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Bowler wrong about Franklin County women returning to Chicopee correctional center; Shugrue admits he was wrong about broken windows debate claims

A white man with glasses sits behind a wooden desk in an office
Josh Landes
Berkshire County Sheriff Tom Bowler.

As the dust continues to settle around Monday night’s Berkshire County sheriff and district attorney primary debates, a fact check shows that Sheriff Tom Bowler made a false claim. And DA candidate Timothy Shugrue is offering an explanation for his own inaccurate statement.

The debates on Pittsfield Community Television are making waves with just weeks until the September 6th Democratic primary. With no Republican candidates running, the vote will likely guarantee the Berkshires’ next sheriff and DA.

A flashpoint in the contentious campaign for sheriff has been the policy of holding Berkshire County women at a facility in Chicopee under Hampden County Sheriff Nick Cocchi as opposed to the Berkshire House of Correction in Pittsfield. Chief Probation Officer of the Southern Berkshire District Court Alf Barbalunga is against the practice, and says he’d work to bring them back to the Berkshires if elected sheriff.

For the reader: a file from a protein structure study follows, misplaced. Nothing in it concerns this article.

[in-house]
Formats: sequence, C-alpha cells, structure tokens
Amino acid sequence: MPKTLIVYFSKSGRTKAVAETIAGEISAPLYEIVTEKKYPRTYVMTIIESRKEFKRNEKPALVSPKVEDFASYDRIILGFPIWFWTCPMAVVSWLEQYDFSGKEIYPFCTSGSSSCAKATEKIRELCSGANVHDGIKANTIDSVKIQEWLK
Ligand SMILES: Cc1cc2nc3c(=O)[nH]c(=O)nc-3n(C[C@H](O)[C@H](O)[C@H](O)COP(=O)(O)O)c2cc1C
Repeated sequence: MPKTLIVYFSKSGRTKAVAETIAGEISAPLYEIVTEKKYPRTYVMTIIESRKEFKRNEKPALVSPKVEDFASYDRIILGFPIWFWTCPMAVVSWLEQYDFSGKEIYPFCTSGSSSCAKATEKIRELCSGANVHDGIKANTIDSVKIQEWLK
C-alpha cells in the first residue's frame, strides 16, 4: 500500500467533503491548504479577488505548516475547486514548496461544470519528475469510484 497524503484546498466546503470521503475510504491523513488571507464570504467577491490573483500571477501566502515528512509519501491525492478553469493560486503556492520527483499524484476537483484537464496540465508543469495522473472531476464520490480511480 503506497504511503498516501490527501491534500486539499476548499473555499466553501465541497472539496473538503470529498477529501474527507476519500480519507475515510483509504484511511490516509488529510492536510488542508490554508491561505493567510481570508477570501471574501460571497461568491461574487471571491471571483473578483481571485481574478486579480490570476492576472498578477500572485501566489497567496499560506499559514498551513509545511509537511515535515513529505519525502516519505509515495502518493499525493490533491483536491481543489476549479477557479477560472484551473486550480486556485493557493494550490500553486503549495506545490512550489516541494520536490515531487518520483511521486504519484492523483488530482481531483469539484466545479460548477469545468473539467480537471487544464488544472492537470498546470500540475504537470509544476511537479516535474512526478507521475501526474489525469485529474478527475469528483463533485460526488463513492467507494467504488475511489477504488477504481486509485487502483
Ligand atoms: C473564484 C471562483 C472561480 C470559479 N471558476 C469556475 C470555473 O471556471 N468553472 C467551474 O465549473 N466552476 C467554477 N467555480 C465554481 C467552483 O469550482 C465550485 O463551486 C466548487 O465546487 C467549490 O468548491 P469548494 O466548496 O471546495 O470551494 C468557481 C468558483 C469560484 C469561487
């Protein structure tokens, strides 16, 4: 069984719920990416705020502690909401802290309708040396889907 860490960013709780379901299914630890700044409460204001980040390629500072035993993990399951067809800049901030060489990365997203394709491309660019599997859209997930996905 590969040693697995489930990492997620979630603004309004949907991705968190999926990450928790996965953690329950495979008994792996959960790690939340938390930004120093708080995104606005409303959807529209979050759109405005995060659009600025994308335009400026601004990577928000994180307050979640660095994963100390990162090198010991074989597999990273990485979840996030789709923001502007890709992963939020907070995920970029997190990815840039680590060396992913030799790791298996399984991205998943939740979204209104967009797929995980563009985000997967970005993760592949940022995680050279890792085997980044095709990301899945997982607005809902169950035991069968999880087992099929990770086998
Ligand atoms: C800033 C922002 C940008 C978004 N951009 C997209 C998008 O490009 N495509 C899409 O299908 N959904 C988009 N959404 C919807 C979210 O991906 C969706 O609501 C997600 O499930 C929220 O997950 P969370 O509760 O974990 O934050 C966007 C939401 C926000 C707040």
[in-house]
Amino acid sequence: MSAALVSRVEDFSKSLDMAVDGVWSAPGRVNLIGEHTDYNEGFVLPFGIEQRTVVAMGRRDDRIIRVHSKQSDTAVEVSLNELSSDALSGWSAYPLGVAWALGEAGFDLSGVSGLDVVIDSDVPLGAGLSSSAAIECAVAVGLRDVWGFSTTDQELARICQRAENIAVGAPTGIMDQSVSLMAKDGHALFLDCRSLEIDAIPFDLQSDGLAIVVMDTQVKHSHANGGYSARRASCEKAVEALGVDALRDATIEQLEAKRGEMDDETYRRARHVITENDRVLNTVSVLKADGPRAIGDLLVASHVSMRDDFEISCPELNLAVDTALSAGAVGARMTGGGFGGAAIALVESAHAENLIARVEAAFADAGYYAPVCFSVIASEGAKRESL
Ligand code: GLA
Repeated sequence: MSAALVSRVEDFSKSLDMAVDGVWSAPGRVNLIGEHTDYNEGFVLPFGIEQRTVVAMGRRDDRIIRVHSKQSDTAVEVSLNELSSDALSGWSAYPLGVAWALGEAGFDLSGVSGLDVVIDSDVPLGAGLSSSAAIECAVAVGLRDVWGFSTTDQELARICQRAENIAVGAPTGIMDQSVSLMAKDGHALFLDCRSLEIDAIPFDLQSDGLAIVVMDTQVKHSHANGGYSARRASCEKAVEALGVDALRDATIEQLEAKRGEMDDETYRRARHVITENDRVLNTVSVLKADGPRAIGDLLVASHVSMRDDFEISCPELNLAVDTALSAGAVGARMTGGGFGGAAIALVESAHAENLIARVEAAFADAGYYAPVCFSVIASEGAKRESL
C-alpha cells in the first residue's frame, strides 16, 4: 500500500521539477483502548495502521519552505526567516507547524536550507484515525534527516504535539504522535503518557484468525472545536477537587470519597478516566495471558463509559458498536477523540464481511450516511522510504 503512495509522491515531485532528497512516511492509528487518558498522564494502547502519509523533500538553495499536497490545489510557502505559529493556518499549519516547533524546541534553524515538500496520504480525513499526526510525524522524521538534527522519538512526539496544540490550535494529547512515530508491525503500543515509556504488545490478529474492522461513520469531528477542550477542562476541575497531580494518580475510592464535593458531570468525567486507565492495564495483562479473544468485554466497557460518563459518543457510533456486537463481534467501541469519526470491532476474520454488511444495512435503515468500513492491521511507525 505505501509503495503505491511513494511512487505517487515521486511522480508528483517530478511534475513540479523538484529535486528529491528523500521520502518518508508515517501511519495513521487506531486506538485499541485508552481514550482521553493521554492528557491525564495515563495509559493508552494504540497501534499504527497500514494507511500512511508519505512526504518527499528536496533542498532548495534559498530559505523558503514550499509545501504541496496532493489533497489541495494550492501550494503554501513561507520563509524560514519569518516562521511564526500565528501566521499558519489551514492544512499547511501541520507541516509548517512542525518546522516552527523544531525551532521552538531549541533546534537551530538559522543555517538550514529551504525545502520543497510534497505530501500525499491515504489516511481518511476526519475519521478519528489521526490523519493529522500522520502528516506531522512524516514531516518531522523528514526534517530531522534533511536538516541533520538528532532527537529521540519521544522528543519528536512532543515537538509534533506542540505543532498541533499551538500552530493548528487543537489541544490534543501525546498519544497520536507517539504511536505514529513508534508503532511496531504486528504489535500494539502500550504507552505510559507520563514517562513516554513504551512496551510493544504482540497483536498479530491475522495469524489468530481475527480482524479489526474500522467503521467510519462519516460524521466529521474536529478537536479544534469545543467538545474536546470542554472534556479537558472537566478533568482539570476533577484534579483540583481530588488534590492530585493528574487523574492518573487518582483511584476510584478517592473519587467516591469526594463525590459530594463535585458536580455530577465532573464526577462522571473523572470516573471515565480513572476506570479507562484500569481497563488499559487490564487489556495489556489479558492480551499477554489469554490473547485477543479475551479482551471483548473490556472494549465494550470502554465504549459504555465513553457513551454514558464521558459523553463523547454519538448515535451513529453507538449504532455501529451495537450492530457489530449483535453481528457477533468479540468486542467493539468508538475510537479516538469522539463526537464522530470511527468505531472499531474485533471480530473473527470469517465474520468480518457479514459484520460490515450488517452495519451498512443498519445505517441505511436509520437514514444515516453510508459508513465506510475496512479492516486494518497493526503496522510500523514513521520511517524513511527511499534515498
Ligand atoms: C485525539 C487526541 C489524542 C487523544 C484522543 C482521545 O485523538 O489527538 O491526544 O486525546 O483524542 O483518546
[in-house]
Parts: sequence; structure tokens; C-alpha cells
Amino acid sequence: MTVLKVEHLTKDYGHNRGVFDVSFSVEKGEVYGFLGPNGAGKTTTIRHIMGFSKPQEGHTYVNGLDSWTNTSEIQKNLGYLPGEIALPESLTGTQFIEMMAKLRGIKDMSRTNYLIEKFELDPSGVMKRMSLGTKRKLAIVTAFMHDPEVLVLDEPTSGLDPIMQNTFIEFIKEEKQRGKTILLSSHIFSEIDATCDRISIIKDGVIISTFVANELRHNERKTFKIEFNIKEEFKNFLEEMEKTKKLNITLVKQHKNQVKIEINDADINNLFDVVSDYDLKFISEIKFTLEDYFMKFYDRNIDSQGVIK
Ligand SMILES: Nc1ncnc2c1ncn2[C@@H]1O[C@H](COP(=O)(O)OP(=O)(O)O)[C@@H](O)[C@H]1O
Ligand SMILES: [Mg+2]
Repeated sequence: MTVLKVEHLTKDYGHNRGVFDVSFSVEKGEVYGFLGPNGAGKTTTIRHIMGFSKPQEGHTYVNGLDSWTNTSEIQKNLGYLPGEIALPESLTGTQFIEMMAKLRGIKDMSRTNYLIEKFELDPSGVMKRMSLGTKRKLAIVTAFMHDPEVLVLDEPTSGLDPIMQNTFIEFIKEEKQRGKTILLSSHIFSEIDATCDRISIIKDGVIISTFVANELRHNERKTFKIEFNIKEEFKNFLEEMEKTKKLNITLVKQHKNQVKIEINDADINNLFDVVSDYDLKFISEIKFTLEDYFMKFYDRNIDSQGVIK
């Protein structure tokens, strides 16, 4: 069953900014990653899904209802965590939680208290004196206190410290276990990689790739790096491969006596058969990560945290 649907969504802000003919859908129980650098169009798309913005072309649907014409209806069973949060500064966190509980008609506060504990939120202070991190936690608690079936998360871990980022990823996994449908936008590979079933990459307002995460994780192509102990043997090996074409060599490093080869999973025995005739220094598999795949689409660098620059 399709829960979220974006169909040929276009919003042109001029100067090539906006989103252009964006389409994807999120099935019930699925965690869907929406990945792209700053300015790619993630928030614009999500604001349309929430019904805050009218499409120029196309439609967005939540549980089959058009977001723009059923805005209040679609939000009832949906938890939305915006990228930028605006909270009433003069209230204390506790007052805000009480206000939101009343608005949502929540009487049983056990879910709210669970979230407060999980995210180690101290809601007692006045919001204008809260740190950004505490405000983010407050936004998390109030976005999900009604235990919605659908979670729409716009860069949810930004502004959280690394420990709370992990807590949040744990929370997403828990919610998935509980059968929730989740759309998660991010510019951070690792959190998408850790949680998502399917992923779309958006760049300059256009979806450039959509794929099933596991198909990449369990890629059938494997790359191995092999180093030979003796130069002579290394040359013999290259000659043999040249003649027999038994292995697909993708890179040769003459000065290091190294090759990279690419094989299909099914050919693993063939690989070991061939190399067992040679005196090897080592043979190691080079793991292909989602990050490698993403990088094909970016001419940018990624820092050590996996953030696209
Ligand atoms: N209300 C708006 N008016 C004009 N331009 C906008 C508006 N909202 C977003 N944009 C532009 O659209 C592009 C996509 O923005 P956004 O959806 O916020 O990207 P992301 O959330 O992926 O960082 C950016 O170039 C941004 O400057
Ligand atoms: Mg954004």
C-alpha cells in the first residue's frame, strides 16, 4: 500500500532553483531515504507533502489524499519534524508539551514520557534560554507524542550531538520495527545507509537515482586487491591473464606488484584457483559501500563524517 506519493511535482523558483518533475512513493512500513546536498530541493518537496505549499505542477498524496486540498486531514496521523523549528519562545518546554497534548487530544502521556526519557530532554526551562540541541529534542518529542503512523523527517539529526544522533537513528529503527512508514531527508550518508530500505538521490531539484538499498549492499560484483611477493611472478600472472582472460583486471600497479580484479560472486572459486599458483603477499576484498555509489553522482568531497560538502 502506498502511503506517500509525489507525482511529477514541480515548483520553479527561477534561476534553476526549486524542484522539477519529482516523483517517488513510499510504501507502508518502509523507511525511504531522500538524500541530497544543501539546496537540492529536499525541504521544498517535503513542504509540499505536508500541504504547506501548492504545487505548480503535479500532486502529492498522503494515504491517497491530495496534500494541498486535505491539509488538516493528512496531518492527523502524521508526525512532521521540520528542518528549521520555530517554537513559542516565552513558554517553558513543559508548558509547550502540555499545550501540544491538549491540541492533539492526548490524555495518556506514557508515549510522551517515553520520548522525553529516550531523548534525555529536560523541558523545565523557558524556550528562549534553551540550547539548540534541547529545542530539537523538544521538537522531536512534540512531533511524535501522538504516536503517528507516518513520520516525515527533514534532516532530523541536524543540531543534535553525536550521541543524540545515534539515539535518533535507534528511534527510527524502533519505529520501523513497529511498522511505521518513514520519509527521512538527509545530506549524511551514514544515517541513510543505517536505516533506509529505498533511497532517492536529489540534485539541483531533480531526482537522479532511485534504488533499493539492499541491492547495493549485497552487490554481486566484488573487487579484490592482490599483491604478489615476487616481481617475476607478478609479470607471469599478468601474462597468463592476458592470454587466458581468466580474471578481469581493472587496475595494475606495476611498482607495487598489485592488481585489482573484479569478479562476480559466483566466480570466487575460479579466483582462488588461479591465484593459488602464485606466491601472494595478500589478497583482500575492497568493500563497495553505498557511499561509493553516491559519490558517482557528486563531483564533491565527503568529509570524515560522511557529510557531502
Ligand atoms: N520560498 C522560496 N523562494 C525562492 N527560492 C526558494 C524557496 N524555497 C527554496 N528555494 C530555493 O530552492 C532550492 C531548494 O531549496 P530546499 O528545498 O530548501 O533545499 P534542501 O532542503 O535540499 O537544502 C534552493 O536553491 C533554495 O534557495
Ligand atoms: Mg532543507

“This is pretty much a story of sheriff here that either is not equipped to do the job or does not want to do the job or somewhere in between," said Barbalunga. "I don't like hearing it. I don't like the usual rhetoric. Berkshire County is always underserved from Boston, we're kind of the redheaded stepchild, we can't handle it, we don't have the funding, we're not equipped. None of this is true. Every single study across the country says women are better when they're in closer proximity to their family, their loved ones, their resources. That's the bottom line. Franklin County Sheriff knew immediately that this was not the right fit for them, and they removed themselves from this agreement. There is a reason why.”

Sheriff Bowler, who is fighting for his third six-year term, responded.

“Franklin County Sheriff Christopher Donelan took the women back to his facility because he was the first one to start with MAT, the medication-assisted treatment program," he said. "And ironically enough, he's sending women back to Hampden County, to Chicopee, because he cannot provide certain services or special needs, gender specific needs for those females. This is the best place for the females. We didn't rip out of their county. They have transportation issues that are being resolved, and this is not that we don't want to do the job. It's what's right for the women, not what's right for either one of us.”

WAMC reached out to Donelan to find out if Bowler’s claim that the Franklin County Sheriff intends to return women to the Western Mass Regional Women's Correctional Center in Chicopee is true.